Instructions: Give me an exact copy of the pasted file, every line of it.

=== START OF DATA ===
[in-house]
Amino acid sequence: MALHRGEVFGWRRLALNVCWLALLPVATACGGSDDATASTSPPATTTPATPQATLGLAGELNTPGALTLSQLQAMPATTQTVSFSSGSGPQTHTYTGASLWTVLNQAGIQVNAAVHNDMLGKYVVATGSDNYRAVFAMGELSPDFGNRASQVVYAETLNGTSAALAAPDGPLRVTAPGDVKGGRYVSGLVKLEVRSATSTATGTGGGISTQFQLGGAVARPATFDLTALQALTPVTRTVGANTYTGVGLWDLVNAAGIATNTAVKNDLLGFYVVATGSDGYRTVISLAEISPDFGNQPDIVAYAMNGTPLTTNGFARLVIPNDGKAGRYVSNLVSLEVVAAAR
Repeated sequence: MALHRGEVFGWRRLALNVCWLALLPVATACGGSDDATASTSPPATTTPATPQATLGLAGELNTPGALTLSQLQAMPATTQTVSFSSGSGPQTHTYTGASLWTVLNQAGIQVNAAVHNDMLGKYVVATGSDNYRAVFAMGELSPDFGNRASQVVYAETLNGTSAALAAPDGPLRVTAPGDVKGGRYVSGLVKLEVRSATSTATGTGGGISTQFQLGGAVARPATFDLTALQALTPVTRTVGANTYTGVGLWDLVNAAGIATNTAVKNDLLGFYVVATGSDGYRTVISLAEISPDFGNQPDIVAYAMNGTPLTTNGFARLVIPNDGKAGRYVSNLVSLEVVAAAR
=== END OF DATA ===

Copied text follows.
[in-house]
Amino acid sequence: MALHRGEVFGWRRLALNVCWLALLPVATACGGSDDATASTSPPATTTPATPQATLGLAGELNTPGALTLSQLQAMPATTQTVSFSSGSGPQTHTYTGASLWTVLNQAGIQVNAAVHNDMLGKYVVATGSDNYRAVFAMGELSPDFGNRASQVVYAETLNGTSAALAAPDGPLRVTAPGDVKGGRYVSGLVKLEVRSATSTATGTGGGISTQFQLGGAVARPATFDLTALQALTPVTRTVGANTYTGVGLWDLVNAAGIATNTAVKNDLLGFYVVATGSDGYRTVISLAEISPDFGNQPDIVAYAMNGTPLTTNGFARLVIPNDGKAGRYVSNLVSLEVVAAAR
Repeated sequence: MALHRGEVFGWRRLALNVCWLALLPVATACGGSDDATASTSPPATTTPATPQATLGLAGELNTPGALTLSQLQAMPATTQTVSFSSGSGPQTHTYTGASLWTVLNQAGIQVNAAVHNDMLGKYVVATGSDNYRAVFAMGELSPDFGNRASQVVYAETLNGTSAALAAPDGPLRVTAPGDVKGGRYVSGLVKLEVRSATSTATGTGGGISTQFQLGGAVARPATFDLTALQALTPVTRTVGANTYTGVGLWDLVNAAGIATNTAVKNDLLGFYVVATGSDGYRTVISLAEISPDFGNQPDIVAYAMNGTPLTTNGFARLVIPNDGKAGRYVSNLVSLEVVAAAR